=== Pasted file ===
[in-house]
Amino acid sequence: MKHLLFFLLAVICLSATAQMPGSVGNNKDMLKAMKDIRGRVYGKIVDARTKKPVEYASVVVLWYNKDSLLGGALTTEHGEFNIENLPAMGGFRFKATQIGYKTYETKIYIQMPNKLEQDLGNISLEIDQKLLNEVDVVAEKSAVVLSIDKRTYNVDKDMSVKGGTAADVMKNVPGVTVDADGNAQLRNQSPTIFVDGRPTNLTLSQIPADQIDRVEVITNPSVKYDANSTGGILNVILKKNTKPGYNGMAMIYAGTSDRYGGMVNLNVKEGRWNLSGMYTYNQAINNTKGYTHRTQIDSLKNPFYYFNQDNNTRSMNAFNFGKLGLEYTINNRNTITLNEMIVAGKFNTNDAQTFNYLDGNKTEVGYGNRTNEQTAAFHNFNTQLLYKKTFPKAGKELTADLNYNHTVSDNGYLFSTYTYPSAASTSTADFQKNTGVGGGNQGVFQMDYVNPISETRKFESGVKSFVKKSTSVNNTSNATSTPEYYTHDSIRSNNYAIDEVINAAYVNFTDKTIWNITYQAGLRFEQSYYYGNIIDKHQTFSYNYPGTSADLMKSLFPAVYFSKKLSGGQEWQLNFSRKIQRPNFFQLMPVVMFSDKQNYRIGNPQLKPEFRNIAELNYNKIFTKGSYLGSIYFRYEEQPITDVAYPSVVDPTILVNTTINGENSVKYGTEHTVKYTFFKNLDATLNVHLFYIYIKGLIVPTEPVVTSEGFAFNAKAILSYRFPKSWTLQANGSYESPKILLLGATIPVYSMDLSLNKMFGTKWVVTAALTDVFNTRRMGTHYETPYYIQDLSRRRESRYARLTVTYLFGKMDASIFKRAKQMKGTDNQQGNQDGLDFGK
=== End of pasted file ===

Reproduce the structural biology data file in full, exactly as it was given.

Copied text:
[in-house]
Amino acid sequence: MKHLLFFLLAVICLSATAQMPGSVGNNKDMLKAMKDIRGRVYGKIVDARTKKPVEYASVVVLWYNKDSLLGGALTTEHGEFNIENLPAMGGFRFKATQIGYKTYETKIYIQMPNKLEQDLGNISLEIDQKLLNEVDVVAEKSAVVLSIDKRTYNVDKDMSVKGGTAADVMKNVPGVTVDADGNAQLRNQSPTIFVDGRPTNLTLSQIPADQIDRVEVITNPSVKYDANSTGGILNVILKKNTKPGYNGMAMIYAGTSDRYGGMVNLNVKEGRWNLSGMYTYNQAINNTKGYTHRTQIDSLKNPFYYFNQDNNTRSMNAFNFGKLGLEYTINNRNTITLNEMIVAGKFNTNDAQTFNYLDGNKTEVGYGNRTNEQTAAFHNFNTQLLYKKTFPKAGKELTADLNYNHTVSDNGYLFSTYTYPSAASTSTADFQKNTGVGGGNQGVFQMDYVNPISETRKFESGVKSFVKKSTSVNNTSNATSTPEYYTHDSIRSNNYAIDEVINAAYVNFTDKTIWNITYQAGLRFEQSYYYGNIIDKHQTFSYNYPGTSADLMKSLFPAVYFSKKLSGGQEWQLNFSRKIQRPNFFQLMPVVMFSDKQNYRIGNPQLKPEFRNIAELNYNKIFTKGSYLGSIYFRYEEQPITDVAYPSVVDPTILVNTTINGENSVKYGTEHTVKYTFFKNLDATLNVHLFYIYIKGLIVPTEPVVTSEGFAFNAKAILSYRFPKSWTLQANGSYESPKILLLGATIPVYSMDLSLNKMFGTKWVVTAALTDVFNTRRMGTHYETPYYIQDLSRRRESRYARLTVTYLFGKMDASIFKRAKQMKGTDNQQGNQDGLDFGK